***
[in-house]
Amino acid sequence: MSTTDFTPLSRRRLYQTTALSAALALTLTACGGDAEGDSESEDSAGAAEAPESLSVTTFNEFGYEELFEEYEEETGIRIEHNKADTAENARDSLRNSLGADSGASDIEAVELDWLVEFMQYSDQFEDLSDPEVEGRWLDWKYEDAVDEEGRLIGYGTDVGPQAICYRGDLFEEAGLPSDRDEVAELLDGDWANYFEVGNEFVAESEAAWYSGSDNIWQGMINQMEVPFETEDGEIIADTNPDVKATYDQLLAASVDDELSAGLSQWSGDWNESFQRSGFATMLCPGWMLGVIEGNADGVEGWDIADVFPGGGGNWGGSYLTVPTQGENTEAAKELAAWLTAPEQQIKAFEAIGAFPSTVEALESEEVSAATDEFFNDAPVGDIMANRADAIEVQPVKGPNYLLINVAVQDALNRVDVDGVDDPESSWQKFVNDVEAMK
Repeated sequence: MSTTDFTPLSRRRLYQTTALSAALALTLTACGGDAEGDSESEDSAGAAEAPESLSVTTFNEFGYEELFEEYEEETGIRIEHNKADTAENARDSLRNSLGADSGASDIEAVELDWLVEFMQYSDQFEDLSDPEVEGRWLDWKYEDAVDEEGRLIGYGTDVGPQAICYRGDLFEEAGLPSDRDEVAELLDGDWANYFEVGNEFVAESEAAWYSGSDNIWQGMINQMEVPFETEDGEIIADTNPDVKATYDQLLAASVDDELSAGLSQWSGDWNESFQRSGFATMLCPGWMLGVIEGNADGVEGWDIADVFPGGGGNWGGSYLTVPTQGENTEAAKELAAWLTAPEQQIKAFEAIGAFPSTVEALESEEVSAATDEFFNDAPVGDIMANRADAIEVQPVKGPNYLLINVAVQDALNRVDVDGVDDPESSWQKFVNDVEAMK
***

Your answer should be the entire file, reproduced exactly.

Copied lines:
[in-house]
Amino acid sequence: MSTTDFTPLSRRRLYQTTALSAALALTLTACGGDAEGDSESEDSAGAAEAPESLSVTTFNEFGYEELFEEYEEETGIRIEHNKADTAENARDSLRNSLGADSGASDIEAVELDWLVEFMQYSDQFEDLSDPEVEGRWLDWKYEDAVDEEGRLIGYGTDVGPQAICYRGDLFEEAGLPSDRDEVAELLDGDWANYFEVGNEFVAESEAAWYSGSDNIWQGMINQMEVPFETEDGEIIADTNPDVKATYDQLLAASVDDELSAGLSQWSGDWNESFQRSGFATMLCPGWMLGVIEGNADGVEGWDIADVFPGGGGNWGGSYLTVPTQGENTEAAKELAAWLTAPEQQIKAFEAIGAFPSTVEALESEEVSAATDEFFNDAPVGDIMANRADAIEVQPVKGPNYLLINVAVQDALNRVDVDGVDDPESSWQKFVNDVEAMK
Repeated sequence: MSTTDFTPLSRRRLYQTTALSAALALTLTACGGDAEGDSESEDSAGAAEAPESLSVTTFNEFGYEELFEEYEEETGIRIEHNKADTAENARDSLRNSLGADSGASDIEAVELDWLVEFMQYSDQFEDLSDPEVEGRWLDWKYEDAVDEEGRLIGYGTDVGPQAICYRGDLFEEAGLPSDRDEVAELLDGDWANYFEVGNEFVAESEAAWYSGSDNIWQGMINQMEVPFETEDGEIIADTNPDVKATYDQLLAASVDDELSAGLSQWSGDWNESFQRSGFATMLCPGWMLGVIEGNADGVEGWDIADVFPGGGGNWGGSYLTVPTQGENTEAAKELAAWLTAPEQQIKAFEAIGAFPSTVEALESEEVSAATDEFFNDAPVGDIMANRADAIEVQPVKGPNYLLINVAVQDALNRVDVDGVDDPESSWQKFVNDVEAMK